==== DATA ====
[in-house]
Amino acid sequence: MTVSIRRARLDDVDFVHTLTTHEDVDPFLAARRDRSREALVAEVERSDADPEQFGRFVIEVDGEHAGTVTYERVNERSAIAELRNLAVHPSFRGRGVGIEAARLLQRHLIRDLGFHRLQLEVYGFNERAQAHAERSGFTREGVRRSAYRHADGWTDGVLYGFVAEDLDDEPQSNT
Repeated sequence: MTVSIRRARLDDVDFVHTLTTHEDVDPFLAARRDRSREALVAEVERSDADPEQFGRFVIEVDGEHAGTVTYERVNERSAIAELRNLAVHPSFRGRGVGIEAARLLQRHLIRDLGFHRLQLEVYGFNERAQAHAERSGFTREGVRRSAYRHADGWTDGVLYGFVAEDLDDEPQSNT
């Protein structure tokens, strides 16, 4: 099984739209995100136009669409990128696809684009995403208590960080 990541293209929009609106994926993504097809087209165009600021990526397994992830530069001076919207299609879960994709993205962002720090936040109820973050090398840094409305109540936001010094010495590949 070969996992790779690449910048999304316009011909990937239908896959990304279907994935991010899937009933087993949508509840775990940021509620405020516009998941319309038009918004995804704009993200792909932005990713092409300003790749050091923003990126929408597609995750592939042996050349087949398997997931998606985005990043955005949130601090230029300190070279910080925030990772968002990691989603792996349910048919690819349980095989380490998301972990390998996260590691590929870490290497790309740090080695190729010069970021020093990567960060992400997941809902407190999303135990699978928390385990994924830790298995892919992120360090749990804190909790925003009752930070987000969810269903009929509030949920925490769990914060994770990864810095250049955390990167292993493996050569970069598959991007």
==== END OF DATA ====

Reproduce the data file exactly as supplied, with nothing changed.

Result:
[in-house]
Amino acid sequence: MTVSIRRARLDDVDFVHTLTTHEDVDPFLAARRDRSREALVAEVERSDADPEQFGRFVIEVDGEHAGTVTYERVNERSAIAELRNLAVHPSFRGRGVGIEAARLLQRHLIRDLGFHRLQLEVYGFNERAQAHAERSGFTREGVRRSAYRHADGWTDGVLYGFVAEDLDDEPQSNT
Repeated sequence: MTVSIRRARLDDVDFVHTLTTHEDVDPFLAARRDRSREALVAEVERSDADPEQFGRFVIEVDGEHAGTVTYERVNERSAIAELRNLAVHPSFRGRGVGIEAARLLQRHLIRDLGFHRLQLEVYGFNERAQAHAERSGFTREGVRRSAYRHADGWTDGVLYGFVAEDLDDEPQSNT
């Protein structure tokens, strides 16, 4: 099984739209995100136009669409990128696809684009995403208590960080 990541293209929009609106994926993504097809087209165009600021990526397994992830530069001076919207299609879960994709993205962002720090936040109820973050090398840094409305109540936001010094010495590949 070969996992790779690449910048999304316009011909990937239908896959990304279907994935991010899937009933087993949508509840775990940021509620405020516009998941319309038009918004995804704009993200792909932005990713092409300003790749050091923003990126929408597609995750592939042996050349087949398997997931998606985005990043955005949130601090230029300190070279910080925030990772968002990691989603792996349910048919690819349980095989380490998301972990390998996260590691590929870490290497790309740090080695190729010069970021020093990567960060992400997941809902407190999303135990699978928390385990994924830790298995892919992120360090749990804190909790925003009752930070987000969810269903009929509030949920925490769990914060994770990864810095250049955390990167292993493996050569970069598959991007």